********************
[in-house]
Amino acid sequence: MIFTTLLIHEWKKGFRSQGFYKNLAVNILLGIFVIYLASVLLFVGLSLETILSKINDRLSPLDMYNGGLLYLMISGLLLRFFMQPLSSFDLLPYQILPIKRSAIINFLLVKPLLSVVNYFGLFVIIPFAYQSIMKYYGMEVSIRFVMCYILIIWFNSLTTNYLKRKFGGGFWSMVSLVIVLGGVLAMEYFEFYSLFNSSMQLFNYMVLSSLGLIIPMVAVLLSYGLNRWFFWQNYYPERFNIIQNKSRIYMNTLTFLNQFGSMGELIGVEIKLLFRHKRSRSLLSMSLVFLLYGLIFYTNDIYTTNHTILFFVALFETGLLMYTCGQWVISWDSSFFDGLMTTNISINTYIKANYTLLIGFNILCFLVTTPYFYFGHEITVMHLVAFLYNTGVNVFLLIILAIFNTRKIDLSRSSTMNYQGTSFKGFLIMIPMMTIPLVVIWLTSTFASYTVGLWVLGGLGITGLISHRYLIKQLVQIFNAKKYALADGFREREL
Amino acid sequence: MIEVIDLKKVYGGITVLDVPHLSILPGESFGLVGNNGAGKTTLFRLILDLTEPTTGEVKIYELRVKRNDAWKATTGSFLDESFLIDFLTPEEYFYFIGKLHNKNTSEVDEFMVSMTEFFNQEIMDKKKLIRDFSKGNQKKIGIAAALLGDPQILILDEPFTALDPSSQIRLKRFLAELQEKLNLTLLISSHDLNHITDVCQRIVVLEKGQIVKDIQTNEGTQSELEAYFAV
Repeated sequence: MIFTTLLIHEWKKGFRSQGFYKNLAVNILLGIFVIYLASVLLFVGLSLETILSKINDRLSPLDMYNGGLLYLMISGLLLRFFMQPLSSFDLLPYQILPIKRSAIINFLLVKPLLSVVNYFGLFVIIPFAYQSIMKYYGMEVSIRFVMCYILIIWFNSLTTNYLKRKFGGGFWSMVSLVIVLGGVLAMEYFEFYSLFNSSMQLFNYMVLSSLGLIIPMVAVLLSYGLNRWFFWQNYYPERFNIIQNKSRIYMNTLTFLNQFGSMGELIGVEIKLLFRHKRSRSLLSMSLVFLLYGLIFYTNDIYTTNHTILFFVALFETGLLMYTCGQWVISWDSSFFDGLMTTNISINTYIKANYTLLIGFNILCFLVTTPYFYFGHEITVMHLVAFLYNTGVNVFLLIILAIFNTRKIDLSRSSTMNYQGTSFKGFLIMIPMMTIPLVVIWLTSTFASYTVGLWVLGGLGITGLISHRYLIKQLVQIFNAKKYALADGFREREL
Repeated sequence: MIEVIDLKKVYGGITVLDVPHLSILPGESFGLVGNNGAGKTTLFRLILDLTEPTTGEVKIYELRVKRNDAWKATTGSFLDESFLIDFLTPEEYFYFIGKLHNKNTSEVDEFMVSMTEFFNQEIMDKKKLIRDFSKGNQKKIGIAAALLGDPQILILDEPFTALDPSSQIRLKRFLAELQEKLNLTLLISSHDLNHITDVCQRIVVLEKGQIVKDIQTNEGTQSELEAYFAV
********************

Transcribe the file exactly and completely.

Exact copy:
[in-house]
Amino acid sequence: MIFTTLLIHEWKKGFRSQGFYKNLAVNILLGIFVIYLASVLLFVGLSLETILSKINDRLSPLDMYNGGLLYLMISGLLLRFFMQPLSSFDLLPYQILPIKRSAIINFLLVKPLLSVVNYFGLFVIIPFAYQSIMKYYGMEVSIRFVMCYILIIWFNSLTTNYLKRKFGGGFWSMVSLVIVLGGVLAMEYFEFYSLFNSSMQLFNYMVLSSLGLIIPMVAVLLSYGLNRWFFWQNYYPERFNIIQNKSRIYMNTLTFLNQFGSMGELIGVEIKLLFRHKRSRSLLSMSLVFLLYGLIFYTNDIYTTNHTILFFVALFETGLLMYTCGQWVISWDSSFFDGLMTTNISINTYIKANYTLLIGFNILCFLVTTPYFYFGHEITVMHLVAFLYNTGVNVFLLIILAIFNTRKIDLSRSSTMNYQGTSFKGFLIMIPMMTIPLVVIWLTSTFASYTVGLWVLGGLGITGLISHRYLIKQLVQIFNAKKYALADGFREREL
Amino acid sequence: MIEVIDLKKVYGGITVLDVPHLSILPGESFGLVGNNGAGKTTLFRLILDLTEPTTGEVKIYELRVKRNDAWKATTGSFLDESFLIDFLTPEEYFYFIGKLHNKNTSEVDEFMVSMTEFFNQEIMDKKKLIRDFSKGNQKKIGIAAALLGDPQILILDEPFTALDPSSQIRLKRFLAELQEKLNLTLLISSHDLNHITDVCQRIVVLEKGQIVKDIQTNEGTQSELEAYFAV
Repeated sequence: MIFTTLLIHEWKKGFRSQGFYKNLAVNILLGIFVIYLASVLLFVGLSLETILSKINDRLSPLDMYNGGLLYLMISGLLLRFFMQPLSSFDLLPYQILPIKRSAIINFLLVKPLLSVVNYFGLFVIIPFAYQSIMKYYGMEVSIRFVMCYILIIWFNSLTTNYLKRKFGGGFWSMVSLVIVLGGVLAMEYFEFYSLFNSSMQLFNYMVLSSLGLIIPMVAVLLSYGLNRWFFWQNYYPERFNIIQNKSRIYMNTLTFLNQFGSMGELIGVEIKLLFRHKRSRSLLSMSLVFLLYGLIFYTNDIYTTNHTILFFVALFETGLLMYTCGQWVISWDSSFFDGLMTTNISINTYIKANYTLLIGFNILCFLVTTPYFYFGHEITVMHLVAFLYNTGVNVFLLIILAIFNTRKIDLSRSSTMNYQGTSFKGFLIMIPMMTIPLVVIWLTSTFASYTVGLWVLGGLGITGLISHRYLIKQLVQIFNAKKYALADGFREREL
Repeated sequence: MIEVIDLKKVYGGITVLDVPHLSILPGESFGLVGNNGAGKTTLFRLILDLTEPTTGEVKIYELRVKRNDAWKATTGSFLDESFLIDFLTPEEYFYFIGKLHNKNTSEVDEFMVSMTEFFNQEIMDKKKLIRDFSKGNQKKIGIAAALLGDPQILILDEPFTALDPSSQIRLKRFLAELQEKLNLTLLISSHDLNHITDVCQRIVVLEKGQIVKDIQTNEGTQSELEAYFAV